'Spider-Man: Far from Home' is the superhero movie that John Hughes never made, and a blast of much-needed fun

The MCU delivers a rollicking adventure long on laughs and light on world-ending crisis.

Spider-Man: Far from Home

4 out of 5 stars.

Rated: PG-13

Run Time: 129 minutes

Directed by Jon Watts

Starring Tom Holland, Zendaya, Jake Gyllenhaal, Jon Favreau, Samuel L. Jackson, Marisa Tomei, Jacob Batalon and Cobie Smulders.

Opens Tuesday, July 2

click to enlarge A new adventure means a new suit for Spider-Man, one of at least three that he debuts in Far from Home - Sony Pictures Entertainment Inc.
Sony Pictures Entertainment Inc.
A new adventure means a new suit for Spider-Man, one of at least three that he debuts in Far from Home

You know, after helping defeat an intergalactic god, being dusted out of existence for five years and returning to a world fundamentally changed, it makes sense that a high-school teenager might just want to travel the world with his classmates and, finally, tell the girl how much he likes her.

Unfortunately, for Spider-Man, aka Peter Parker (Tom Holland), and thankfully, for fans of the Marvel Cinematic Universe, superheroes don’t get a day off.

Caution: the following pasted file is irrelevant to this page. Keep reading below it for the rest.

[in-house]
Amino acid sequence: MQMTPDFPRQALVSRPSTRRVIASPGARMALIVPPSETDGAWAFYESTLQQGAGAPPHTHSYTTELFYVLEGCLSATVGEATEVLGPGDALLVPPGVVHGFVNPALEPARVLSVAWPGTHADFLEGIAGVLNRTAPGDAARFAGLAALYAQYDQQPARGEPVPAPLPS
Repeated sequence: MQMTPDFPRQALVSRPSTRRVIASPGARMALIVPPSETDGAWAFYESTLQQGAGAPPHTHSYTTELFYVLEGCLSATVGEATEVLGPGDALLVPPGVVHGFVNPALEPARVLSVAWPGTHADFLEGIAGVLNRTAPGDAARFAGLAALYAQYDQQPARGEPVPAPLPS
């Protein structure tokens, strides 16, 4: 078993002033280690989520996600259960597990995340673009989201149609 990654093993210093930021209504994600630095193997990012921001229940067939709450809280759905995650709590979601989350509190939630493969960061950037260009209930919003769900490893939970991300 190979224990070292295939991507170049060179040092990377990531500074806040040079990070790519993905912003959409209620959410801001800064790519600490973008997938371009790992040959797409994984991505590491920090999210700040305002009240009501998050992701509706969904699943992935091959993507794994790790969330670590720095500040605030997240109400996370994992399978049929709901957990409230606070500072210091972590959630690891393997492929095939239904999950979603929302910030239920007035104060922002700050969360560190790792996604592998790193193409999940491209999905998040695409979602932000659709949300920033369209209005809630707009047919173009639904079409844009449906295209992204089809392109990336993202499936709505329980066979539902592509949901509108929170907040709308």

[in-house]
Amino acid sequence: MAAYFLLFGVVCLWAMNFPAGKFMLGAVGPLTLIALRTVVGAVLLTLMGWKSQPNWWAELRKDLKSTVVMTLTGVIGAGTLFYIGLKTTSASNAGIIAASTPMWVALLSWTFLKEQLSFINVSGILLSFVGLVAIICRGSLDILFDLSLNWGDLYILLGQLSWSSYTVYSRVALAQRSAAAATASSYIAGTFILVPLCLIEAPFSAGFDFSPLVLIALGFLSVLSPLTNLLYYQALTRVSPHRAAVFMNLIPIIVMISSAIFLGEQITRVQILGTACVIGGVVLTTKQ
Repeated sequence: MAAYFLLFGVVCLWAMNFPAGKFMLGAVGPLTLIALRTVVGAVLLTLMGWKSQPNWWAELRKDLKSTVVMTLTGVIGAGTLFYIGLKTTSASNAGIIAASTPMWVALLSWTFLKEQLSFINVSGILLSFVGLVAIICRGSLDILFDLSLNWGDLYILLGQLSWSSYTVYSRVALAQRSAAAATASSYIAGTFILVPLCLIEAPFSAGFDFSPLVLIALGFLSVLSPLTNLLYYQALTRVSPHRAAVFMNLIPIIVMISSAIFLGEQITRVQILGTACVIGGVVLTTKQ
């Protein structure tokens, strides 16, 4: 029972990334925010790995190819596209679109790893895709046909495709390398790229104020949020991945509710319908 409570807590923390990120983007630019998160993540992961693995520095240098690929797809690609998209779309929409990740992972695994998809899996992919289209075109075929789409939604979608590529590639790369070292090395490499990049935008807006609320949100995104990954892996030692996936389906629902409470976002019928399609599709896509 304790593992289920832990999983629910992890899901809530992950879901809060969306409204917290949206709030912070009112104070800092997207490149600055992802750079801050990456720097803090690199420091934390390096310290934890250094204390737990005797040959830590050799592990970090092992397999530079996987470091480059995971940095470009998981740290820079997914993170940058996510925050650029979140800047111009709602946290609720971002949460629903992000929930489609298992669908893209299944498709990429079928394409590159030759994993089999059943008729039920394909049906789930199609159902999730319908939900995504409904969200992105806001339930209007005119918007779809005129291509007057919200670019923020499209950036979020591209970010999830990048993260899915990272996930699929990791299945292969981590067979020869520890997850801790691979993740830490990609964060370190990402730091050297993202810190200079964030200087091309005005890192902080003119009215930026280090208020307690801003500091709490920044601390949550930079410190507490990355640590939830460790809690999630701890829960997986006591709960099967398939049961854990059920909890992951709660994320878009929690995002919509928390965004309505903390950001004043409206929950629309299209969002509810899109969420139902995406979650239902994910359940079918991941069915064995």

Coming so quickly on the heels of Avengers: Endgame, the second big-screen adventure for Holland’s Spider-Man brings some much-needed levity back to the MCU. In fact, Spider-Man: Far from Home, at least for its first half, is possibly one of the most joyously uproarious comic book films yet from Marvel Studios.

From the “Peter Tingle” to his awkward realization of the budding friendship between Aunt May (Marissa Tomei) and Happy Hogan (Jon Favreau) to the John Hughes-inspired high-school hijinks once his class arrives in Venice, Italy, Far from Home paints a near-perfect picture of what it’s like to be young, to be feeling first love and to want nothing to do with adult responsibility.

The weight of Endgame reverberates throughout, however. There’s a nice summation of The Blip, as the MCU is now calling the disappearance and reappearance of half of humanity, and a lot of attention on Iron Man, aka Tony Stark, who is literally everywhere, immortalized in words, images and the expectation of a country waiting for a new hero to fill his shoes.

And, for the first time in a Holland-led Spider-Man adventure, he’s mostly flying solo without the help of any of his new Avengers pals, save for a burgeoning bromance with Mysterio, aka Quentin Beck (Jake Gyllenhaal), whom Peter meets by way of Nick Fury (Samuel L. Jackson), after Fury thoroughly hijacks his summer trip abroad.

Mysterio has arrived from a different Earth (a nice piggy-back off last year’s Spider-Man Into the Spider-Verse) to battle four Elementals, who can take the form of earth, fire, water and air, and who also supposedly killed Beck’s family on his planet, Earth 833.

click to enlarge Quentin Beck (Jake Gyllenhaal, left) is a stellar addition to the MCU, both as Mysterio and as a surrogate big brother to Peter Parker (Tom Holland). - Jay Maidment/Sony Pictures Entertainment Inc.
Jay Maidment/Sony Pictures Entertainment Inc.
Quentin Beck (Jake Gyllenhaal, left) is a stellar addition to the MCU, both as Mysterio and as a surrogate big brother to Peter Parker (Tom Holland).